Protests condemn Polish abortion bill
Poland already has some of the strictest abortion laws in Europe, with the procedure only permitted if the life of the mother or foetus is at risk or the pregnancy was the result of rape or incest.
The bill would allow procedures in cases where the mother’s life was at risk or the pregnancy resulted from a crime, but would ban the termination of foetuses with congenital disorders.
One banner read: “I will not give birth to a dead baby.”
An estimated 55,000 protesters joined the “Black Friday” rally in Warsaw, according to the municipal authorities, with the police estimating the number at 20,000.
The proposed legislation, already approved for further debate by the lower house in January and by a parliamentary committee this week, would ban abortions of foetuses with congenital disorders, which currently covers more than 90 per cent of legal abortions.
UN human rights experts called on MPs to reject the bill, saying it risked causing serious damage to women’s health.
Nils Muižnieks of the Council of Europe human rights group said preventing access to safe and legal abortions jeopardised women’s human rights.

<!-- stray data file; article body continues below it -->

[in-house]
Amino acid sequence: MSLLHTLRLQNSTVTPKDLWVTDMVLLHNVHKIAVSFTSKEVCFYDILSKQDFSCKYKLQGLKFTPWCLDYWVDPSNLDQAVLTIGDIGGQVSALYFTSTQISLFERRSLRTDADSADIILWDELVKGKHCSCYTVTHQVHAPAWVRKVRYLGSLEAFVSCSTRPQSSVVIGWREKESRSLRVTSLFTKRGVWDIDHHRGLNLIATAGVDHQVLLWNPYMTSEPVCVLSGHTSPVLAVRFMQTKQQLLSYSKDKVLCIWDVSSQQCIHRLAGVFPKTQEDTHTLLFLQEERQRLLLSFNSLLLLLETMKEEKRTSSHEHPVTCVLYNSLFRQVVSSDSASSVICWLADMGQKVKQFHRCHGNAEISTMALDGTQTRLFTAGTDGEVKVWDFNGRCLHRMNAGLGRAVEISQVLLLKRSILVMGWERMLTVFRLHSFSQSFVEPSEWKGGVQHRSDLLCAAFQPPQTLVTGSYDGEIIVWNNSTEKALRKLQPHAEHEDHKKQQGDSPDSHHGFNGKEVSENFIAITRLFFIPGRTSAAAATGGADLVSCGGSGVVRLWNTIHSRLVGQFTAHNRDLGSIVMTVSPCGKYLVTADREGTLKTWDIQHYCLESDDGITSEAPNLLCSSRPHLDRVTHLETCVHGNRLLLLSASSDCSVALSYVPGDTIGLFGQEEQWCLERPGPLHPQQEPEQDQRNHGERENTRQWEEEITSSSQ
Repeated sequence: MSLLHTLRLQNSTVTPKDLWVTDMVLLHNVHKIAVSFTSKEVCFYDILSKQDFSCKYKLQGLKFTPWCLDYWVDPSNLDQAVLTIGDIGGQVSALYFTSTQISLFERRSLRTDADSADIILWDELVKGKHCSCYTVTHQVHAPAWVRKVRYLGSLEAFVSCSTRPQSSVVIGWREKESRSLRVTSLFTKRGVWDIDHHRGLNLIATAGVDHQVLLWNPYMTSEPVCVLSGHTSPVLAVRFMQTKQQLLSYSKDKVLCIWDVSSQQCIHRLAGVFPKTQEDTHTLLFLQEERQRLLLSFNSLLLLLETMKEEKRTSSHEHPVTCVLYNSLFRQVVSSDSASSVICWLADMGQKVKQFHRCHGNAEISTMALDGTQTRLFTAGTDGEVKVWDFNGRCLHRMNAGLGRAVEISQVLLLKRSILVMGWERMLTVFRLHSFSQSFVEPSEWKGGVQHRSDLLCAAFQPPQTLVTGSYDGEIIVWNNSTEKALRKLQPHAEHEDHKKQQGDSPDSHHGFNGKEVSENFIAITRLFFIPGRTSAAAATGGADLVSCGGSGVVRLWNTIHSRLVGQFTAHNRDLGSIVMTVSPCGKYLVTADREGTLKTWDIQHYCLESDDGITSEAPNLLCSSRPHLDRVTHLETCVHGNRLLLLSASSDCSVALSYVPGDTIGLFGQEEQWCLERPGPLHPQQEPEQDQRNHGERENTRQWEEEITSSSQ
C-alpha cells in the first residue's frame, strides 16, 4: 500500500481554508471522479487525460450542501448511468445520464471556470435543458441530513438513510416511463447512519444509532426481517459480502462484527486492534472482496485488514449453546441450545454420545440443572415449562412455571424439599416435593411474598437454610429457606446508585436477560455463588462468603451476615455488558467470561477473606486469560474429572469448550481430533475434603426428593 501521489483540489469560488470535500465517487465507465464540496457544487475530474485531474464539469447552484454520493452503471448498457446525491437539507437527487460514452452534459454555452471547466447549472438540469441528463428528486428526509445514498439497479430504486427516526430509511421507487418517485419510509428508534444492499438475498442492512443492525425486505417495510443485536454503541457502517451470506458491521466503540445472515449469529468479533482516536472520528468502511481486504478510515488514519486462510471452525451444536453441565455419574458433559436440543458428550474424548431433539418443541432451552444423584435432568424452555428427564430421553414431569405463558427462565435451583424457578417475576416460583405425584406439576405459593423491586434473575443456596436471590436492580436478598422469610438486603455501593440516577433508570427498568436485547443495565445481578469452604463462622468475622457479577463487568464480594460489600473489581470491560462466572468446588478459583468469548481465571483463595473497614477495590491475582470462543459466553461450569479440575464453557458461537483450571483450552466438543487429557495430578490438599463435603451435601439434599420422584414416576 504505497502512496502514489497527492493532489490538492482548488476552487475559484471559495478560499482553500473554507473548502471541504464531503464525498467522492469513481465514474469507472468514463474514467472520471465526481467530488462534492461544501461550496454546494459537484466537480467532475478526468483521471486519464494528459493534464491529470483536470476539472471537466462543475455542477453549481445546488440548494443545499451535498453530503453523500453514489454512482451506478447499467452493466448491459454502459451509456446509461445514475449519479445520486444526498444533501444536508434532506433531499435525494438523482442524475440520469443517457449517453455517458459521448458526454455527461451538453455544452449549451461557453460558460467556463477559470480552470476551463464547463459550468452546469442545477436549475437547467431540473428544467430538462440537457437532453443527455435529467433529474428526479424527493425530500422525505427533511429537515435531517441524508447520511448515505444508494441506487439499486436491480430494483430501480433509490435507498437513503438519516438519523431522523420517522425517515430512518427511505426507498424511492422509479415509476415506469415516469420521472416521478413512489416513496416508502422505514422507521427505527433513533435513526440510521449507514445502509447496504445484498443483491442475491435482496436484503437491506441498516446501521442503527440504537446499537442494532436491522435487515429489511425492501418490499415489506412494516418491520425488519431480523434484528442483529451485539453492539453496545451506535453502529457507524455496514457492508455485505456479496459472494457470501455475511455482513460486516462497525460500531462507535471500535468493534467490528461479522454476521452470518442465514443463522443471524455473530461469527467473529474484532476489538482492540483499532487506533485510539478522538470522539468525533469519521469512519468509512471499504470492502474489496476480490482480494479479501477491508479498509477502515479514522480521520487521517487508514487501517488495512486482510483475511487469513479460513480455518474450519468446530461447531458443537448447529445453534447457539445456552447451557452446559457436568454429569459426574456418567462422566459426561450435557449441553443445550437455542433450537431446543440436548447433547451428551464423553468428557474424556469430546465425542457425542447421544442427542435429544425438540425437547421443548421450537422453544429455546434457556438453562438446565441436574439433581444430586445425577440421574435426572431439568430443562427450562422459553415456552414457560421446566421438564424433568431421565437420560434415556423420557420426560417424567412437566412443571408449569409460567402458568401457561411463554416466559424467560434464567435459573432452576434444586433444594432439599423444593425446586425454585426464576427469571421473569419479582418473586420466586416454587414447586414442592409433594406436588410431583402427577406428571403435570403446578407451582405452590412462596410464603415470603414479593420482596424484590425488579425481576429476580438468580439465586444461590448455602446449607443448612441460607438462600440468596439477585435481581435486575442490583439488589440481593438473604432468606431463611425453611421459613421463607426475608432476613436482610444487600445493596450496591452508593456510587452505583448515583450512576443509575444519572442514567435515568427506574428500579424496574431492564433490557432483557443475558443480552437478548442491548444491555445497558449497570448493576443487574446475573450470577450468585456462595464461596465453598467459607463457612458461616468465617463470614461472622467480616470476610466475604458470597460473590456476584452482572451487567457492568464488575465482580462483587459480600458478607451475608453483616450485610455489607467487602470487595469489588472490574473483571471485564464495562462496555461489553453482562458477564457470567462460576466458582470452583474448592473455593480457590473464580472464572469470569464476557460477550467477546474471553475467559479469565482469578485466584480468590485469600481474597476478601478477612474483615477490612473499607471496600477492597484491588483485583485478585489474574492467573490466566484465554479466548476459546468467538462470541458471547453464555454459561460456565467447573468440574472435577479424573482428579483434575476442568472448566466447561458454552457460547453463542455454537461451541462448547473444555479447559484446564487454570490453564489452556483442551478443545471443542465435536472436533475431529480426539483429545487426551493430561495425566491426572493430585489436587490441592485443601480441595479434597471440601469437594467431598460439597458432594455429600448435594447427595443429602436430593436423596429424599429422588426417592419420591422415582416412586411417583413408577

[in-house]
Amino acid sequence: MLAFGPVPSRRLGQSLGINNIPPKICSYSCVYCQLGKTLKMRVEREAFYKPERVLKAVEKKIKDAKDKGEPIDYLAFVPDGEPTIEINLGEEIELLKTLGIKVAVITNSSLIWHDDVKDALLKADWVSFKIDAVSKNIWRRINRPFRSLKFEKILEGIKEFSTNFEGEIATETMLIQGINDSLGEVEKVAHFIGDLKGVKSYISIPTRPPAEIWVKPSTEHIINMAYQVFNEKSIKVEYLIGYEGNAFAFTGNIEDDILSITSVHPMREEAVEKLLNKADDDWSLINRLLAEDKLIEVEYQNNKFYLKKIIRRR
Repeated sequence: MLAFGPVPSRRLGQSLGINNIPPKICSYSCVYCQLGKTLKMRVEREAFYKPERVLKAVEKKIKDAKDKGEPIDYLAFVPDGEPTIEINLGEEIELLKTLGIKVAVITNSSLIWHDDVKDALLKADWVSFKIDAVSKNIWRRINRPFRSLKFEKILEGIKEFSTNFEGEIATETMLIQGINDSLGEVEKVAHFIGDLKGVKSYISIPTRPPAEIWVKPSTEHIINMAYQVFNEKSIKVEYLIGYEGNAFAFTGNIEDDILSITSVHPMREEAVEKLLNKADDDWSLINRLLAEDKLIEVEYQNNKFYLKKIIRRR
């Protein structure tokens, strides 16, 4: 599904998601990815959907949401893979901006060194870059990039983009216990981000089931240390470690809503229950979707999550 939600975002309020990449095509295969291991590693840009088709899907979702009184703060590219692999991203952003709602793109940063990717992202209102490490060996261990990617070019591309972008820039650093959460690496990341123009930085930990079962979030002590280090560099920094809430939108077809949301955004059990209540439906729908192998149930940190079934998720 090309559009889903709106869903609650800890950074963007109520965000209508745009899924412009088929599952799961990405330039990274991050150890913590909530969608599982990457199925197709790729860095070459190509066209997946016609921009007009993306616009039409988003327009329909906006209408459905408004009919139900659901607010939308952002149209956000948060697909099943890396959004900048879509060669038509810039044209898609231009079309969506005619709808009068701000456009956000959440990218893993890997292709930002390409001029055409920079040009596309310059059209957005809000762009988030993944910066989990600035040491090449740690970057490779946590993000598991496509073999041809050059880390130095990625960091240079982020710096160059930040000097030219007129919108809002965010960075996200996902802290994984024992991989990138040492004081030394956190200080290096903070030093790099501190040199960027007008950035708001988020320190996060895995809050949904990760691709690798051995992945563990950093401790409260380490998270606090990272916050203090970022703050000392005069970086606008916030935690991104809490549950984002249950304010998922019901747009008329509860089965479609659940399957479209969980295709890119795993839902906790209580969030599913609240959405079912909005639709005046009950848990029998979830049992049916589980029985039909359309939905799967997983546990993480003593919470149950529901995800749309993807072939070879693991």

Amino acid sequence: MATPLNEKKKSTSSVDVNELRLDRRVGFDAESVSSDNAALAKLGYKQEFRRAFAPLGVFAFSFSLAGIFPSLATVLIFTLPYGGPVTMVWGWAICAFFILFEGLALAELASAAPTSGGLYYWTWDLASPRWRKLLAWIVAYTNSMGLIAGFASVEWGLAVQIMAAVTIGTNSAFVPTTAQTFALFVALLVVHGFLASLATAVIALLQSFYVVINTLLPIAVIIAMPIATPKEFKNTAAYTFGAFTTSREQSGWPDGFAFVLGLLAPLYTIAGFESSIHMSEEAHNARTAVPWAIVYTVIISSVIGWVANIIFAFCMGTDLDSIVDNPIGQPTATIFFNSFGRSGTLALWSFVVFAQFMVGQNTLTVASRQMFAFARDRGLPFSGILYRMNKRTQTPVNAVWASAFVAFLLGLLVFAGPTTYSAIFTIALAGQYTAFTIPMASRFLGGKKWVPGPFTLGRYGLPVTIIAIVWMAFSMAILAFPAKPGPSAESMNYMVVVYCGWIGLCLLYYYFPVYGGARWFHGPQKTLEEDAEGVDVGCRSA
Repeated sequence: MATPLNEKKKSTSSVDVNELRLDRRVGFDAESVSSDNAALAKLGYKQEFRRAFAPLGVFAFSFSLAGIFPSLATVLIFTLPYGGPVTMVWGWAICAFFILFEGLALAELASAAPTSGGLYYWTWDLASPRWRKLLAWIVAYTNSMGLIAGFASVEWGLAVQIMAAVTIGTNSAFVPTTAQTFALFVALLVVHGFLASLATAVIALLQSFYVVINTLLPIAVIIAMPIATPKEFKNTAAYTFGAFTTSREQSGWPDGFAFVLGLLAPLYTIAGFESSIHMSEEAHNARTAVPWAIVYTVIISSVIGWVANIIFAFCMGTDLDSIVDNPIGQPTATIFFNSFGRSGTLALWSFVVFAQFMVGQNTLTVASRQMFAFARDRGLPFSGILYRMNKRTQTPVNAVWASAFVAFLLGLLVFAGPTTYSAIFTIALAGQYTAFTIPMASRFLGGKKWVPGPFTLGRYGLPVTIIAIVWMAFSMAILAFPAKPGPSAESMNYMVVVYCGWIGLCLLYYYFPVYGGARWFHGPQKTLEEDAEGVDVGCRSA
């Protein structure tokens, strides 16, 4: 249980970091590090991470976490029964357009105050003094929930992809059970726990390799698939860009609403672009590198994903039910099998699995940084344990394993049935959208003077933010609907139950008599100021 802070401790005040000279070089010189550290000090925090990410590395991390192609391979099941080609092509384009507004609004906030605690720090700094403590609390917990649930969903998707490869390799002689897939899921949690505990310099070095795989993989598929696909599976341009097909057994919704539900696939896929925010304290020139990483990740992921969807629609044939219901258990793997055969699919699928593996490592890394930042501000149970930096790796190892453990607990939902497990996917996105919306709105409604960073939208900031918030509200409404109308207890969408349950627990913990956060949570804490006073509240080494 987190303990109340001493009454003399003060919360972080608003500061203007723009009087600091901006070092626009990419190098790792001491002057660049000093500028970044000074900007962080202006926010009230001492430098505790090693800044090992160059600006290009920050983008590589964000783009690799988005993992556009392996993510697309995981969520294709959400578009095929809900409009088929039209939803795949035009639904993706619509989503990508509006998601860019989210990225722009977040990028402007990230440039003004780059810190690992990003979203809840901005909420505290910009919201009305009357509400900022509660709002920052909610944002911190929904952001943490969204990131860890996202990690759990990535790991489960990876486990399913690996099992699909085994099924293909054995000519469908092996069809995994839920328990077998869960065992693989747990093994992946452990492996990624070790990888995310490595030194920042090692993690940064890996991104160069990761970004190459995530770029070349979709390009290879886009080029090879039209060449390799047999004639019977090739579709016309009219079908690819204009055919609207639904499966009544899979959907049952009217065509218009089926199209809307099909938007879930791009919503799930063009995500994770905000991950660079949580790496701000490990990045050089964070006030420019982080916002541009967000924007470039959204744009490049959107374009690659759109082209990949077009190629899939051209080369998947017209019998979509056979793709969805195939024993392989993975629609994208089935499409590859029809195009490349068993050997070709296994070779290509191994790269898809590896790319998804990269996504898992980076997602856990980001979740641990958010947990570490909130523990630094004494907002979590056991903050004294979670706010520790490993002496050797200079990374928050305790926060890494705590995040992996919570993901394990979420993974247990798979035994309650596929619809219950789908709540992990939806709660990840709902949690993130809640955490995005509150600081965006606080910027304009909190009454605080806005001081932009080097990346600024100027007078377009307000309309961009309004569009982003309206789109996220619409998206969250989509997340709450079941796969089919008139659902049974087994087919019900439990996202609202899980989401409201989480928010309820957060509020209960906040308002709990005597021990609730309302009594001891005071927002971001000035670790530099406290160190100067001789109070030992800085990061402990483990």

In 2016, the ruling Law and Justice (PiS) party axed legislation that would have imposed a near total abortion ban after about 100,000 people protested and support fell for the nationalist party.
Poland has held prayers and ceremonies honouring Poles who gave shelter and aid to Jews during the Holocaust as for the first time Poland marked a new national holiday in their memory.
The main event was held in the southern village of Markowa where Nazi occupiers in 1944 executed a Polish man Jozef Ulma and his pregnant wife, Wiktoria, their six children and eight Jews they were hiding.
Thousands of other Poles who reportedly helped Jews while risking execution were also praised.
A statement by Prime Minister Mateusz Morawiecki read out at the event said the occupation was “one of the most glorious pages of Polish history”.
Morawiecki has been a controversial figure after pushing through the Holocaust speech law, which came into force this month.
It imposes fines or up to three years in jail on anyone who ascribes “responsibility or co-responsibility to the Polish nation or state for crimes committed by the German Third Reich”.
Last week, the Polish attorney general’s office declared the law partly unconstitutional, saying that penalising acts committed abroad independently of Poland’s laws demonstrated “excessive interference”.
It said the law was dysfunctional, could be counterproductive and “undermine the Polish state’s authority”.
Poland has been in talks in Israel over the law.
Pro-choice protesters oppose PiS government. Picture credit: YouTube